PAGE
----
Chile: Spotted wing Drosophila found in major blueberry-growing region
April 4, 2018

Chilean authorities have detected a major pest in the southern Biobio region – one of the most important blueberry-growing areas in the world’s top exporting nation. 

The spotted wing Drosophila was found in a raspberry field in the commune of Mulchén, according to the Agricultural and Livestock Service (SAG).

The pest, scientifically known as Drosophila suzukii, has been a thorn in the side of blueberry growers from Europe to North America.

Measures have now been taken to ensure the insect does not spread.

“Thanks to the specific monitoring system maintained by SAG in the country and the region, we have been able to determine the presence of this insect in a raspberry farm in Mulchén and have established a four-kilometer control area around the point of detection, in addition to the corresponding control measures,” said Fernando Bórquez, the Agriculture Ministry’s regional representative.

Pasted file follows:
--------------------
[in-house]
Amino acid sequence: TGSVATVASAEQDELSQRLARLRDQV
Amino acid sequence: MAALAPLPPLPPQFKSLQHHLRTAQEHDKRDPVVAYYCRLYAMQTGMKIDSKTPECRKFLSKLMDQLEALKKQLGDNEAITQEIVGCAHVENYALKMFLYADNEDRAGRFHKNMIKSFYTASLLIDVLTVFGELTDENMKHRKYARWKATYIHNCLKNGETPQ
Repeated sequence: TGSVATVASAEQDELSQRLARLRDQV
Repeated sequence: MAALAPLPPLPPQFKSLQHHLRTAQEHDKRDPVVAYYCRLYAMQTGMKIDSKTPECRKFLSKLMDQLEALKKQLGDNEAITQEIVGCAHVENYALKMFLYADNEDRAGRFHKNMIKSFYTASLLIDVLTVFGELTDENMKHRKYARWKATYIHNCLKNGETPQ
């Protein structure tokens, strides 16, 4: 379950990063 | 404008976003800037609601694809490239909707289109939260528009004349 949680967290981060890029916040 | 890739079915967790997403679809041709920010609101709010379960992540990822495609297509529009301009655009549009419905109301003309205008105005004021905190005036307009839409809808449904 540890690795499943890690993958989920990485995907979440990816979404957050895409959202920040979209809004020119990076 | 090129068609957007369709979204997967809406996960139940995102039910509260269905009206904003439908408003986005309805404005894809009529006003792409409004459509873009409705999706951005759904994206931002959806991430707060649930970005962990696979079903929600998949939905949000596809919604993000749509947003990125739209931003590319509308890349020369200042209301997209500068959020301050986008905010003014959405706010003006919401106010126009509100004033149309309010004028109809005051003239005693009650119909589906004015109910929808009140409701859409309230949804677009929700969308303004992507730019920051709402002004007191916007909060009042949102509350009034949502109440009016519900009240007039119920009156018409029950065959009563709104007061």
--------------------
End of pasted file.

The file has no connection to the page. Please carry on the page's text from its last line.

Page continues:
“We are informing farmers so that they carry out the necessary actions to avoid it reaching their crops.”

SAG regional director Jaime Peña said this pest was detected in late May 2017 in the La Araucanía region, which neighbors Biobio to the south. He explained that authorities had therefore increased the number of traps in Biobio and had been revising them every seven to 10 days.

Phytosanitary measures related to spotted wing Drosophila have now been established in Biobio, which include further increasing the number of traps in the area, taking fruit samples and carrying out prospecting work to determine the status of the pest.

In addition, preventative measures in farms and gardens that grow host crops will be inspected, and fruit that has either fallen onto the ground or has not been harvested will be collected and destroyed. The soil surface will also be cleaned and pesticides will be applied to plants and trees.